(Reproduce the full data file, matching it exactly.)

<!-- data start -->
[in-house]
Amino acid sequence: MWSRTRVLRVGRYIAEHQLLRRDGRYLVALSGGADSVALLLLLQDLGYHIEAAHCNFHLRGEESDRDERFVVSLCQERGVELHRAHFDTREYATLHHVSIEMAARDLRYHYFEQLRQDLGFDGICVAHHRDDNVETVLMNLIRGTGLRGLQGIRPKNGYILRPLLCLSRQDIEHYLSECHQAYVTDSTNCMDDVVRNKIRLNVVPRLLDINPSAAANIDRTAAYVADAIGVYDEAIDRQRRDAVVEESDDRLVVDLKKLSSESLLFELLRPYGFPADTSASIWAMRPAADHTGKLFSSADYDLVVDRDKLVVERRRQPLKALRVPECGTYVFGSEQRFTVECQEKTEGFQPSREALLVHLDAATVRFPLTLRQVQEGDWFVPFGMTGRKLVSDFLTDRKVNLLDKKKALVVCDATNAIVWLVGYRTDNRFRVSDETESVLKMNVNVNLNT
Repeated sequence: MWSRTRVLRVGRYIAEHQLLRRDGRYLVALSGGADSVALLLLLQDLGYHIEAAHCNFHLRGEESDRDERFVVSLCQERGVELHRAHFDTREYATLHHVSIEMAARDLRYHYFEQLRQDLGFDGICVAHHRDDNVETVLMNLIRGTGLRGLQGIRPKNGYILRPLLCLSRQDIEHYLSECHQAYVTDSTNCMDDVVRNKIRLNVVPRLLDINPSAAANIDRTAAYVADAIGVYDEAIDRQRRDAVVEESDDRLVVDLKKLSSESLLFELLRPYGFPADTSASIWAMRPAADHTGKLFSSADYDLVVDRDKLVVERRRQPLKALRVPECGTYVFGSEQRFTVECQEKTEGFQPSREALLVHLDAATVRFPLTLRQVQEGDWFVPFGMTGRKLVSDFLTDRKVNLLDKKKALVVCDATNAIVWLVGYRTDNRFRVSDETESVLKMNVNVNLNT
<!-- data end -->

[in-house]
Amino acid sequence: MWSRTRVLRVGRYIAEHQLLRRDGRYLVALSGGADSVALLLLLQDLGYHIEAAHCNFHLRGEESDRDERFVVSLCQERGVELHRAHFDTREYATLHHVSIEMAARDLRYHYFEQLRQDLGFDGICVAHHRDDNVETVLMNLIRGTGLRGLQGIRPKNGYILRPLLCLSRQDIEHYLSECHQAYVTDSTNCMDDVVRNKIRLNVVPRLLDINPSAAANIDRTAAYVADAIGVYDEAIDRQRRDAVVEESDDRLVVDLKKLSSESLLFELLRPYGFPADTSASIWAMRPAADHTGKLFSSADYDLVVDRDKLVVERRRQPLKALRVPECGTYVFGSEQRFTVECQEKTEGFQPSREALLVHLDAATVRFPLTLRQVQEGDWFVPFGMTGRKLVSDFLTDRKVNLLDKKKALVVCDATNAIVWLVGYRTDNRFRVSDETESVLKMNVNVNLNT
Repeated sequence: MWSRTRVLRVGRYIAEHQLLRRDGRYLVALSGGADSVALLLLLQDLGYHIEAAHCNFHLRGEESDRDERFVVSLCQERGVELHRAHFDTREYATLHHVSIEMAARDLRYHYFEQLRQDLGFDGICVAHHRDDNVETVLMNLIRGTGLRGLQGIRPKNGYILRPLLCLSRQDIEHYLSECHQAYVTDSTNCMDDVVRNKIRLNVVPRLLDINPSAAANIDRTAAYVADAIGVYDEAIDRQRRDAVVEESDDRLVVDLKKLSSESLLFELLRPYGFPADTSASIWAMRPAADHTGKLFSSADYDLVVDRDKLVVERRRQPLKALRVPECGTYVFGSEQRFTVECQEKTEGFQPSREALLVHLDAATVRFPLTLRQVQEGDWFVPFGMTGRKLVSDFLTDRKVNLLDKKKALVVCDATNAIVWLVGYRTDNRFRVSDETESVLKMNVNVNLNT